Technology is far from new. In the history of mankind, we have devised better ways to work, live and learn. Since the invention of the wheel, and even before, human creativity and innovation have met no limits. We have conquered travel around the planet and even outside of it. We can communicate and work with people from far away. We relay daily on technological advancements such as the phone, the car, the computer. They do not replace people, but they certainly impact heavily on what people can do and achieve.
That said, would you trade your legs for a car?
They both serve you well for transportation. Whereas the car – technology created for movement – can take you further and faster, your legs will allow you into places no car could ever access. Like moving around inside the house, or hiking up a mountain. If people really had to choose, it is highly unlikely that anyone would decide to give up their legs in order to own a car.
Would you rather have a great teacher or great technology for learning? Many would argue that technology has reduced the need for teachers. After all, most of the world’s cumulative knowledge is now just a click away.
But, can you find it? And once you do, can you recognize the valuable and true among the irrelevant in disguise? Can our children and youngsters do it, left to their own devices? And even more important: Are teachers responsible for just the transmission of knowledge, which can now be so “easily” accessed?
If you need to learn a new skill or gain solid knowledge about something, having a caring mentor beside you can make all the difference. Having both the teacher and the technology might further advance learning. Or not necessarily, according to a recent OECD report.
Technology has a great potential for improving education. It can easily connect people from across the globe and allow learners to witness the world in a way not possible before. It can provide education opportunities to those far away. And certainly it has greatly contributed to the expansion and massification of knowledge. But could technology eventually take the place of teachers?
Not likely. In his foreword for 2015 OECD’s report “Students, Computers and Learning”, Andreas Schleicher states that “technology can amplify great teaching, but technology cannot replace poor teaching”. Much less a good teacher, we could add.
Teachers – as well as other professionals – have always relied on an array of tools to better serve their students. Books, pencils, paper and boards are just examples of these tools. ICTs have become the ultimate tool for educators, one that can certainly exponentiate learning. But technology is still a tool. Or, as Dunn & Dunn (2013) eloquently say, “The technology is not the lesson, it is there to enhance the lesson.” We could add: Technology is not the teacher. It is there to assist the teacher.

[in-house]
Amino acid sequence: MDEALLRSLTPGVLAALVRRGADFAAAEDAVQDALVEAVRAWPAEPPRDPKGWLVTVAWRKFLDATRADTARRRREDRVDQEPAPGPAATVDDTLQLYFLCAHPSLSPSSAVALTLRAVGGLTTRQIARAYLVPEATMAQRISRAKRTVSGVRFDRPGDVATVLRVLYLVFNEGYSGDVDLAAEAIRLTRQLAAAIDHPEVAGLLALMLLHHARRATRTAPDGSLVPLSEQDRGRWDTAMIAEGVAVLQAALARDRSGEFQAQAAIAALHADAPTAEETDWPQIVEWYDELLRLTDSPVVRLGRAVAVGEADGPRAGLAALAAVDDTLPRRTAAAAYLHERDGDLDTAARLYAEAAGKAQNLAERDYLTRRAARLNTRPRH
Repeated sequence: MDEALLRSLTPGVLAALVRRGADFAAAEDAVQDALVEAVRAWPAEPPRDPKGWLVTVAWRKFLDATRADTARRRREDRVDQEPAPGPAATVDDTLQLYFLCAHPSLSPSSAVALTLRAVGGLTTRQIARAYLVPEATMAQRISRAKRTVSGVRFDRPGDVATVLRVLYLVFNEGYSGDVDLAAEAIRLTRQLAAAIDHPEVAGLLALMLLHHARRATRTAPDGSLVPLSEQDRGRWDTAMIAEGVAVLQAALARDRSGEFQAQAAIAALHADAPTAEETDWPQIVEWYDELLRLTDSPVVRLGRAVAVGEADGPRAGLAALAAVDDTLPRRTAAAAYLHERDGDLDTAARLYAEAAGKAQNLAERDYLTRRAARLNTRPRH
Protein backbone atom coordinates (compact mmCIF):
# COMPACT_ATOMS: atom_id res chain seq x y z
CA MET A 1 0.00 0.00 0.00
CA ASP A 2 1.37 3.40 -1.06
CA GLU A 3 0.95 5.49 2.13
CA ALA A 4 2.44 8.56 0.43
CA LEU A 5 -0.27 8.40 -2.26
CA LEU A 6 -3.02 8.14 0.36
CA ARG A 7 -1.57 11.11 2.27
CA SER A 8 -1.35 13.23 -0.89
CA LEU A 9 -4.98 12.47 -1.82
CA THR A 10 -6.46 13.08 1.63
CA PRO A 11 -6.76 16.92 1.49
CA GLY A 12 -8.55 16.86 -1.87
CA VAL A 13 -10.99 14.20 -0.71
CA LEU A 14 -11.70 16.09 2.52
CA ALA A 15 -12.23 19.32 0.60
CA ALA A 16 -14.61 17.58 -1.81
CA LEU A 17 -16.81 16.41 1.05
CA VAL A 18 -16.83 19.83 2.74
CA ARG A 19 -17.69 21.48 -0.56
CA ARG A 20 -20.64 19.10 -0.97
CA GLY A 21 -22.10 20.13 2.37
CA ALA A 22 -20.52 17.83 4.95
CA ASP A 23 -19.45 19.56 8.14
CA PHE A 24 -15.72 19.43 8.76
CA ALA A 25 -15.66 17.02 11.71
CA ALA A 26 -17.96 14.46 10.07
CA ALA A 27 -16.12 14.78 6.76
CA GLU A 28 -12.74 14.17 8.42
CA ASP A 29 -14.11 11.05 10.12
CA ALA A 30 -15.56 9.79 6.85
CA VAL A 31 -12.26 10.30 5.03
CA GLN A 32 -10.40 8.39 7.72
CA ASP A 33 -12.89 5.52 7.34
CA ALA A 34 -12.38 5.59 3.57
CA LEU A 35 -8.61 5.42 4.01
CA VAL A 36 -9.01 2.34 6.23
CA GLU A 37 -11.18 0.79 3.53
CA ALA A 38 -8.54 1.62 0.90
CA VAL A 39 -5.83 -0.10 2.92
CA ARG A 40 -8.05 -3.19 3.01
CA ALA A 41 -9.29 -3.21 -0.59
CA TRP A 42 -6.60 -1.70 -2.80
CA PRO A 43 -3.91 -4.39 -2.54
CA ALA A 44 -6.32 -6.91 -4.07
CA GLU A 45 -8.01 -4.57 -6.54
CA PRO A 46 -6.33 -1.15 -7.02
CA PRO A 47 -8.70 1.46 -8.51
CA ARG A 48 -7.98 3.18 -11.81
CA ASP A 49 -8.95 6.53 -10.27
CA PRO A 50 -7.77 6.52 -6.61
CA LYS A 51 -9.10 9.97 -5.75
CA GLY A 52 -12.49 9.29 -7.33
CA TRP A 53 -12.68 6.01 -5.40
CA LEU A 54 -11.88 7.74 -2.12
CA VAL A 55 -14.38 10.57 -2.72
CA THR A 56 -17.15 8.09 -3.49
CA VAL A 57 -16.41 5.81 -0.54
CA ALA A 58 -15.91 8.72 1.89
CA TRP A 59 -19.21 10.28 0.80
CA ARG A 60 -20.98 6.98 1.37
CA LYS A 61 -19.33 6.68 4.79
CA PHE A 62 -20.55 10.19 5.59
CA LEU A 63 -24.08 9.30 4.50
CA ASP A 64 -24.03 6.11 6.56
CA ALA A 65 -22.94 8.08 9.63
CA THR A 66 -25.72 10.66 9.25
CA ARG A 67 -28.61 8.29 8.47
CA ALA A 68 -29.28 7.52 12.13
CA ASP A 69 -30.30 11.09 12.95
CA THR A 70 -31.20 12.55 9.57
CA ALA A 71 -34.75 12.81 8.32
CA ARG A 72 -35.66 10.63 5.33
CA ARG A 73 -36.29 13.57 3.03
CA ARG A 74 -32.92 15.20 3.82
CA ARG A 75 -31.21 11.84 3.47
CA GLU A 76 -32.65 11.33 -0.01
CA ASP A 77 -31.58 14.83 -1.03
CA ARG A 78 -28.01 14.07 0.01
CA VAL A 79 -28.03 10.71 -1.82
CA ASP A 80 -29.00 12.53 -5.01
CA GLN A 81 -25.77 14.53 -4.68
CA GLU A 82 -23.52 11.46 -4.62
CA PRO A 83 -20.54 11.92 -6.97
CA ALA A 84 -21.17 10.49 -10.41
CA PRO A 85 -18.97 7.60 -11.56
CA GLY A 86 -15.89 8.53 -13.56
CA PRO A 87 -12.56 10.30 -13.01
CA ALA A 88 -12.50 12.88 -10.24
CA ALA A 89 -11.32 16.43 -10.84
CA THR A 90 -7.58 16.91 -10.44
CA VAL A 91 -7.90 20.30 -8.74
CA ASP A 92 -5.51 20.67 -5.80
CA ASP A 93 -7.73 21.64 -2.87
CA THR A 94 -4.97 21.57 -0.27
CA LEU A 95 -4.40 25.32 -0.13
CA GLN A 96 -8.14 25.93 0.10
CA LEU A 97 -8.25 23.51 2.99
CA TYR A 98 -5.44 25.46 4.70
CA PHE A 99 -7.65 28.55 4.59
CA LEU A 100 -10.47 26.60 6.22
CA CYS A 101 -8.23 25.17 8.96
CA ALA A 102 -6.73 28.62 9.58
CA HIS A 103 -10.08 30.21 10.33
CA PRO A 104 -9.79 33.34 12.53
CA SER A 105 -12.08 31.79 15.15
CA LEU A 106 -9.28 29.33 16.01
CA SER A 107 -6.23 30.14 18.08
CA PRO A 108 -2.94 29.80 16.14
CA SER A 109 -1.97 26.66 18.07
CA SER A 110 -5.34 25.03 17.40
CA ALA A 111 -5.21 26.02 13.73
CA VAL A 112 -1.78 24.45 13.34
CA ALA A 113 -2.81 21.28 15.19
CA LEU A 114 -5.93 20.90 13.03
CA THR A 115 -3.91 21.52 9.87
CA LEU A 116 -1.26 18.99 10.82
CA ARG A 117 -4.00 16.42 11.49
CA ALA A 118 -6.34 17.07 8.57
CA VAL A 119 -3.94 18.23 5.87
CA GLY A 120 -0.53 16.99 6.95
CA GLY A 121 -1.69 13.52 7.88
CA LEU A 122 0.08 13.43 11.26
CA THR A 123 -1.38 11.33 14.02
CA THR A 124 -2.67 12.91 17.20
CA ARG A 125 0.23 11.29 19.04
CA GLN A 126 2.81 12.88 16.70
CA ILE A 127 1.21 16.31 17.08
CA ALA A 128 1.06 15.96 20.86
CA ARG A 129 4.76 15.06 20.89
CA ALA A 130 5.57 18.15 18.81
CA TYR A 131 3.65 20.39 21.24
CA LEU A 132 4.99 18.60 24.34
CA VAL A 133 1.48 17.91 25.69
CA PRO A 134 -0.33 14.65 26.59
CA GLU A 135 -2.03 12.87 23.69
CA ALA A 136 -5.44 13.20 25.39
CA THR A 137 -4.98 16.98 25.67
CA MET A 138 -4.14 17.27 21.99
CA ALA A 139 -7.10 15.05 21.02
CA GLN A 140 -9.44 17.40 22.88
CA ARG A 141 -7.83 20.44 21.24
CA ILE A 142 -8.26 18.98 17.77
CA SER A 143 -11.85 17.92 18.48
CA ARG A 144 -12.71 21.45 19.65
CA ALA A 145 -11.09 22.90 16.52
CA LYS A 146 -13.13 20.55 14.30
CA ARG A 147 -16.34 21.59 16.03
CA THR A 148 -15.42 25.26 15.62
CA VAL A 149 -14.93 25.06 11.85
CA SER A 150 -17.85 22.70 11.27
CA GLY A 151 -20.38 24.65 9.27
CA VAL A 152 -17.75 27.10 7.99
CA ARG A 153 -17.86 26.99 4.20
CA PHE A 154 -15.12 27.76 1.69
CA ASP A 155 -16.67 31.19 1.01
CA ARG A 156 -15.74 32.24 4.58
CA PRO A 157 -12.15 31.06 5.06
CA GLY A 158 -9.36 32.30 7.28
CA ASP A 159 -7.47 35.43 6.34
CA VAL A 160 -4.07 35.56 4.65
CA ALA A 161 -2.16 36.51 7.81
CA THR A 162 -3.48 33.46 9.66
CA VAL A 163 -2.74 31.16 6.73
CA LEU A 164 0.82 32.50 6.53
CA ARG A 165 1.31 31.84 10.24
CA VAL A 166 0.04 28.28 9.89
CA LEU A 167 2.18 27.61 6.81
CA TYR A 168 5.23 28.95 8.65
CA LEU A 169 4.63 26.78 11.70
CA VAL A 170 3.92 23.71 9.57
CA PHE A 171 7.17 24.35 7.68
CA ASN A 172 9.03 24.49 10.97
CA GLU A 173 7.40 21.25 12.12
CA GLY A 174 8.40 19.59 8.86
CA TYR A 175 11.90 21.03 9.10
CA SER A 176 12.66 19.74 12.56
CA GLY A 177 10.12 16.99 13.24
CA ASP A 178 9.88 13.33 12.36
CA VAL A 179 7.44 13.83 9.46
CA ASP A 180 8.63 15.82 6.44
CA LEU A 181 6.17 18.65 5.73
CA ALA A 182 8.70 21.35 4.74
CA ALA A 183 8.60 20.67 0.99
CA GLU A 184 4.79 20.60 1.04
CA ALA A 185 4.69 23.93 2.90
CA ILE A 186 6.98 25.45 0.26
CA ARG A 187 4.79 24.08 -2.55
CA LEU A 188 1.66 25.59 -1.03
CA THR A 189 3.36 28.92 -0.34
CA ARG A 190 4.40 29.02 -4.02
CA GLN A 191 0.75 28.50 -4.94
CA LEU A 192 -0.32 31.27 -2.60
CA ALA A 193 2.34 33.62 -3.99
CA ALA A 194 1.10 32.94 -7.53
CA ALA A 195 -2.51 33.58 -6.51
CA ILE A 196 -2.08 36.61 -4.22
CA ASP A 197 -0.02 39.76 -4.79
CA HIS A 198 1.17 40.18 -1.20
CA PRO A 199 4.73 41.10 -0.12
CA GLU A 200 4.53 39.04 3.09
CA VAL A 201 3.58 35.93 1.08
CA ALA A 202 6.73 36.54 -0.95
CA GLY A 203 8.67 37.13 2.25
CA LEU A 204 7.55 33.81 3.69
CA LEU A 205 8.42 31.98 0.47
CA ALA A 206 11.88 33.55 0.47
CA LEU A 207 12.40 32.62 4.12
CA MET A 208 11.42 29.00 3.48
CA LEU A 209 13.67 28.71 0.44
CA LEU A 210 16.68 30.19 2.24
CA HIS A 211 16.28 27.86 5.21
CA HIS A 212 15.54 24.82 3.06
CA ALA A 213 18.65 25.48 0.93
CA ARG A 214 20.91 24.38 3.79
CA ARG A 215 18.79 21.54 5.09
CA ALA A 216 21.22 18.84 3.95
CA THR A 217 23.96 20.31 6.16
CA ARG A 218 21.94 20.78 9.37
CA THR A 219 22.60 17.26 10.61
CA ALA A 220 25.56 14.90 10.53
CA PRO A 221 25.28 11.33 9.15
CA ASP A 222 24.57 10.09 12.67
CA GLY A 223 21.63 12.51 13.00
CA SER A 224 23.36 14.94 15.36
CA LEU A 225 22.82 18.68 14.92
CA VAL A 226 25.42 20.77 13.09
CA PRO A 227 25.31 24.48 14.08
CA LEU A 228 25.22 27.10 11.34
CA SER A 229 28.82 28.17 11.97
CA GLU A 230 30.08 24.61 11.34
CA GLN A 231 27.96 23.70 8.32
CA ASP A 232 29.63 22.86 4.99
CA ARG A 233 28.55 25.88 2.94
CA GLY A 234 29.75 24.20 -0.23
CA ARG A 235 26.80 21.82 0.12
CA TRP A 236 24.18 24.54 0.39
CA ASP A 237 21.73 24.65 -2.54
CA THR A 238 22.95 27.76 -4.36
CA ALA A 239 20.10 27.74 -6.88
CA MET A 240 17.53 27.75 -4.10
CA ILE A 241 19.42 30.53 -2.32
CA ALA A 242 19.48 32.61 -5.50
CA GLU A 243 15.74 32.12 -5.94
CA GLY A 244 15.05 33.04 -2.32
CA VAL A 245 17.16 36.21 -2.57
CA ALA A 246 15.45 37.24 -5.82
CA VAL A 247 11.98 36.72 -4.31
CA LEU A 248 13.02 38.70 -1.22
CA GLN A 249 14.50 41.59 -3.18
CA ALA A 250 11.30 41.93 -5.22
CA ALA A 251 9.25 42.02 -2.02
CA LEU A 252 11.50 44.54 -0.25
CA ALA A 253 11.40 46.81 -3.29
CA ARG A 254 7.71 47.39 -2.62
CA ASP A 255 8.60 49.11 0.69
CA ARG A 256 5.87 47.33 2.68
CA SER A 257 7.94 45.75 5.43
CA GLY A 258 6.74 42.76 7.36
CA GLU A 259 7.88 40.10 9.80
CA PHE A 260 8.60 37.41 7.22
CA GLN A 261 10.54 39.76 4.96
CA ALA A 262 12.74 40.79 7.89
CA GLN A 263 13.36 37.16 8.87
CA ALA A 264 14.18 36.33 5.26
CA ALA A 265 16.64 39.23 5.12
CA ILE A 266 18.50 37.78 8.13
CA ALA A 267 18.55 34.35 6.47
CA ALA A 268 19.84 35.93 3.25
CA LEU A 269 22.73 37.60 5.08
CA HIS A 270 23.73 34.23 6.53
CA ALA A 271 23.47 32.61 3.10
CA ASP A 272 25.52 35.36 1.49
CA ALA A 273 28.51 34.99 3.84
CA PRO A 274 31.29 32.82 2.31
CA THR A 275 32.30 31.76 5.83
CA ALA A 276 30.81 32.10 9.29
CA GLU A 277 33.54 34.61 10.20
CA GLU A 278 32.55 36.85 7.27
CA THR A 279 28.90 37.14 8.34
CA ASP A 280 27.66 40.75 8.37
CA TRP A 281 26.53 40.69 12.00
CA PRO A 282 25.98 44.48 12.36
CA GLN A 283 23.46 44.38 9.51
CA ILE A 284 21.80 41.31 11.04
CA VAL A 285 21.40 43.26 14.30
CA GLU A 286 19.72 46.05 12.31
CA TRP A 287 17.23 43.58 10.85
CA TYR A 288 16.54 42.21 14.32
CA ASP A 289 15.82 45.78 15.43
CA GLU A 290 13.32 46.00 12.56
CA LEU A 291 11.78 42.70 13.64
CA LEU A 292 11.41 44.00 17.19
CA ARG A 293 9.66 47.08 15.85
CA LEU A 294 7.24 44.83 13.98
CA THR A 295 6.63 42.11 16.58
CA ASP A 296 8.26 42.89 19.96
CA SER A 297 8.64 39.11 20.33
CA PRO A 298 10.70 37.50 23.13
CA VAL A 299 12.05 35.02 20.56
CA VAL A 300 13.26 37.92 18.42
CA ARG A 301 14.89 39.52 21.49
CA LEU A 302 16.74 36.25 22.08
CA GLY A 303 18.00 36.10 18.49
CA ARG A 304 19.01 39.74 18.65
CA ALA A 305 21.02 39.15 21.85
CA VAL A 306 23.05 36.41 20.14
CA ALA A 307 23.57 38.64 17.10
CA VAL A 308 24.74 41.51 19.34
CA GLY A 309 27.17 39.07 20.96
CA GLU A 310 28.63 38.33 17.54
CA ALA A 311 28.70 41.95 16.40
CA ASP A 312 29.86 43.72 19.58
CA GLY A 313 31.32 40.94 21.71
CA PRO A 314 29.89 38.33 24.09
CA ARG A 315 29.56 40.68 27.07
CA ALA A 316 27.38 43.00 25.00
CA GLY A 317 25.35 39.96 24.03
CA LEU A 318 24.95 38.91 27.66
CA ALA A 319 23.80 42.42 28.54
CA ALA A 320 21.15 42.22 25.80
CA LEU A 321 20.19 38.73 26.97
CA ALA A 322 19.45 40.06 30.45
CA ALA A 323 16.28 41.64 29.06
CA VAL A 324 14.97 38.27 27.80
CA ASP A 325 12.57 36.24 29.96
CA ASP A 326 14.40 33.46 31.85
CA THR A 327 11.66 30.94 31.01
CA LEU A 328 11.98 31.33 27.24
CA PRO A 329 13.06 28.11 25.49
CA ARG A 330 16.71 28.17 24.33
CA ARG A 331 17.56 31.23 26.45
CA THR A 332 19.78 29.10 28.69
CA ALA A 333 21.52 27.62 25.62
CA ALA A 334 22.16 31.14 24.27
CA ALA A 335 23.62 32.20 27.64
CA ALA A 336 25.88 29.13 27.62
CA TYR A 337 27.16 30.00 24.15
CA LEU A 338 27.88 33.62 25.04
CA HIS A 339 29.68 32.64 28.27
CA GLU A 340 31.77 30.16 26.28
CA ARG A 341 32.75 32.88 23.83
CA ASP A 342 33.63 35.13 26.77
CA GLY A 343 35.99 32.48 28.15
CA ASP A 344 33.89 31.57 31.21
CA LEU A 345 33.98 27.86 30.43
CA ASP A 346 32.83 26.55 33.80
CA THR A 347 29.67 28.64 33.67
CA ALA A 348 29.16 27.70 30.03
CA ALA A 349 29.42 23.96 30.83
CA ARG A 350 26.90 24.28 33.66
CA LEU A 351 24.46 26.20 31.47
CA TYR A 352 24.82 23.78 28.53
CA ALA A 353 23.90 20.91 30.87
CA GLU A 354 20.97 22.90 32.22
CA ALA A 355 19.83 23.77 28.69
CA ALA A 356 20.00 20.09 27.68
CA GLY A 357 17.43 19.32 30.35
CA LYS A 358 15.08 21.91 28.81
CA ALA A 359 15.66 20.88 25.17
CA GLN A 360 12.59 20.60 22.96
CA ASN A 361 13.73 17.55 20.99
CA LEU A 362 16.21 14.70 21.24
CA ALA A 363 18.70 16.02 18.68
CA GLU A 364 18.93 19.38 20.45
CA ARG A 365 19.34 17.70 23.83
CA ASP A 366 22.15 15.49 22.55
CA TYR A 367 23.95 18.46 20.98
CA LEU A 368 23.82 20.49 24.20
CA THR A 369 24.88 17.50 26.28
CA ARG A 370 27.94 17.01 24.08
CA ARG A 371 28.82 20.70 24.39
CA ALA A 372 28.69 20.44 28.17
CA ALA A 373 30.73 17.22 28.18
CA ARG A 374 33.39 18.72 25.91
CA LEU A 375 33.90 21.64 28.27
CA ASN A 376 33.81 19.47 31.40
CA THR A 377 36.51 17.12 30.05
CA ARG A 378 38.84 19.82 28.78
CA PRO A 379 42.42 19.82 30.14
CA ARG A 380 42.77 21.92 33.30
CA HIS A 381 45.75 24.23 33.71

To insist that technology could replace teachers would be an equivalent to say that the hammer – or even advanced machinery – could replace the carpenter. Yes, a machine could produce a piece of furniture in a standardized way much faster than a single carpenter could. But children are not pieces of furniture, mass-produced to a standard (as much as some would like them to be). Children need the artistic touch of human connection to reach their unique potential. And that’s either a teacher, a parent, or both.
In his fascinating account of his travels around the world to visit schools and classrooms in the countries with highest PISA achievements – and some more – researcher Eduardo Andere (2016) asked teachers and principals their thoughts about technology. One specific question read: Do you think that technology will eventually replace teachers? The overwhelming answer was no. Less than 2% of the hundreds of teachers interviewed expressed concern over this idea. Is that just wishful thinking, or do educators really have a point?
Using technology in the classroom does not relate to the romantic idea of kids dreamily displaying interactive apps in shiny new tablets and lessons going smoothly and with decreased effort from the part of the teacher. In fact, integrating technology to one’s classroom is hard work, one that requires ongoing learning, creativity and a risk-taking mentality. Not to mention the access to internet and devices. Most teachers already using technology in their schools realize that they are working more, not less. Furthermore, “Technology can only do so much. It can be transient and can become obsolete very quickly. What is a constant, though, is the teacher in the classroom” (Wright, 2013).
Technology – even great technology – will not replace teachers, good or bad. But it will certainly, over time, change the way we teach. It has already revolutionized the way we work and live. And, although computers will not take over teachers, “teachers who do not use technology will be replaced by those who do” (Trucano, 2015)
Technology will offer – and demand from – educators an overwhelming whirlwind of opportunities and challenges. Will technology deliver its promise of better outcomes in education for everyone? Given access and proper training, the answer then lies within the teachers.
Would you trade your legs for a car? Teachers for technology? These questions are irrelevant, because we don’t really have to choose.
We should have both.
Andere, E. (2016) “¿Cómo es el aprendizaje en escuelas de clase mundial?” [How is learning in world-class schools?] Volume I & II. Pearson, México.
Dunn, J, & Dunn, K. (2013) “Technology will not replace teachers.” Huffpost Impact.
OECD (2015), Students, Computers and Learning: Making the Connection, PISA, OECD Publishing.
Trucano, M. (2015) “Will technology replace teachers? No, but…” World Bank. Edutech.
Wright, P. (2013) “Why new technologies could never replace great teaching.”